Brooks Koepka’s ascension to three-time major champion has been both rapid and under the radar. The diagnoses for Koepka’s underappreciated talent have ranged from charges against his personality, the way he plays the game to the lack of insight he gives the fans and writers through the media.
Whether or not Koepka should be lauded for his incredible accomplishments to date, which culminated by claiming his third major championship in 14 months on Sunday, is not up for debate, but a peek behind the curtain at what makes Koepka such a fiery competitor on and off the course came from Golf.com’s Alan Shipnuck’s PGA Championship game story.
A clearly happy and excited Koepka came to the interview room following his triumph, but in watching the press conference, a specific question and answer stood out.
Shipnuck asked the third question of the presser. After two well thought out and vocalized answers, Koepka’s mood turned momentarily.
“Brooks, this win means you’re going to be voted Player of the Year by your peers and by the writers in this room. Three major championship wins pretty much guarantees a spot in the Hall of Fame. Do you feel like you’ll finally get the appreciation you deserve?” Shipnuck inquired.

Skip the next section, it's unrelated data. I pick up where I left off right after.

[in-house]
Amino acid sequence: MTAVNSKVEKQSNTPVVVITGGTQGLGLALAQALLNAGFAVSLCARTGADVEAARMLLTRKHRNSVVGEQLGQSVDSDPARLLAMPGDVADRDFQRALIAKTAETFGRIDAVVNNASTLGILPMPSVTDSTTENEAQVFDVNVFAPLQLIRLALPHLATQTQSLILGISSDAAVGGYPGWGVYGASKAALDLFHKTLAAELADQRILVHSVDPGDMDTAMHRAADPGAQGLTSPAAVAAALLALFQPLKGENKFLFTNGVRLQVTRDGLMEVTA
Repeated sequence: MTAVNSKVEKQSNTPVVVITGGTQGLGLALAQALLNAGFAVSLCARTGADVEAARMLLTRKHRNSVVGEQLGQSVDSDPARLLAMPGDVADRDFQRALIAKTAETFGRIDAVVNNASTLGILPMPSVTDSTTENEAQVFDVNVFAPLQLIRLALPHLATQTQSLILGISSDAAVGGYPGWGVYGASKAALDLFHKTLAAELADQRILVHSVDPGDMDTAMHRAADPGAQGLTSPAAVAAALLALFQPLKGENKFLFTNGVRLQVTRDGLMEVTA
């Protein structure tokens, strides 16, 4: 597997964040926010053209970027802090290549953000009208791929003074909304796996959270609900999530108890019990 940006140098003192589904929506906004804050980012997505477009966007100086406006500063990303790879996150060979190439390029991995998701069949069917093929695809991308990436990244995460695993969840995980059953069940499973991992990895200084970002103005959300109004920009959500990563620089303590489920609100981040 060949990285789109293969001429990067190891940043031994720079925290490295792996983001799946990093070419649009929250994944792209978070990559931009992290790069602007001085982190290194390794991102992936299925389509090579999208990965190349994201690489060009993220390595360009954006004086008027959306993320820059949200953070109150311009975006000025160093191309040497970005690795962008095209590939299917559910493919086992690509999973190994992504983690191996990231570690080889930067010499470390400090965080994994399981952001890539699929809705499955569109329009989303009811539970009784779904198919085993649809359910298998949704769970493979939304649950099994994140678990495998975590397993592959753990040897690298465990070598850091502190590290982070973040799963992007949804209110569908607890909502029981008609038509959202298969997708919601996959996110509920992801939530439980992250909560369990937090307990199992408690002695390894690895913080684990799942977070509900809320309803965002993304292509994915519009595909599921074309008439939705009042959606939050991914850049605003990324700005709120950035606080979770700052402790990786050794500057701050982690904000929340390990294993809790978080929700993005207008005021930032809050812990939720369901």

After some not-so-subtle eye-rolling and readjustments, Koepka simply answered, “Hope so.” He then turned to the moderator and said, “Next question.”
It was a bizarre scene in the moment, but Shipnuck provided some context in his story.
Shipnuck wanted Koepka on the cover of Sports Illustrated following his first win at the U.S. Open in 2017, but was rebuffed by his editors. Instead, they agreed to green-light a Golf Magazine cover story on Koepka, Dustin Johnson and their shared trainer, Joey Diovisalvi.
When the photographer came back with the usable photos, the call was made to feature only Koepka and Johnson. This infuriated Koepka, as Shipnuck tells it.
“Koepka was upset that Joey D. didn’t get his due and it was telling that he cared so deeply about honoring a member of his team who toils in the shadows… ‘
“I didn’t realize Koepka was still sizzling about this until Sunday night in Shinnecock. As I walked into the champion’s conference his agent got in my face and said, ‘Don’t even think about asking him a question.’ I was so surprised I couldn’t formulate a reply. We were blocking the walkway and reporters were streaming in, so I just kept moving forward to find an open seat. Koepka was up at the dais, seated with his glittering trophy. When I looked up he pointed at me and said, ‘You, out.’
“How hot Koepka burns on the inside is certainly what makes him interesting and different from his more popular peers.”
That burning flame and disdain for Shipnuck were clearly not extinguished by the time Sunday’s press conference came around. Maybe it doesn’t explain why Koepka is perhaps the most underrated No. 2-ranked player in the world in history, but it gives more insight into how he got there: creating and using slights, whether they be real or perceived, to ignite his competitive fire.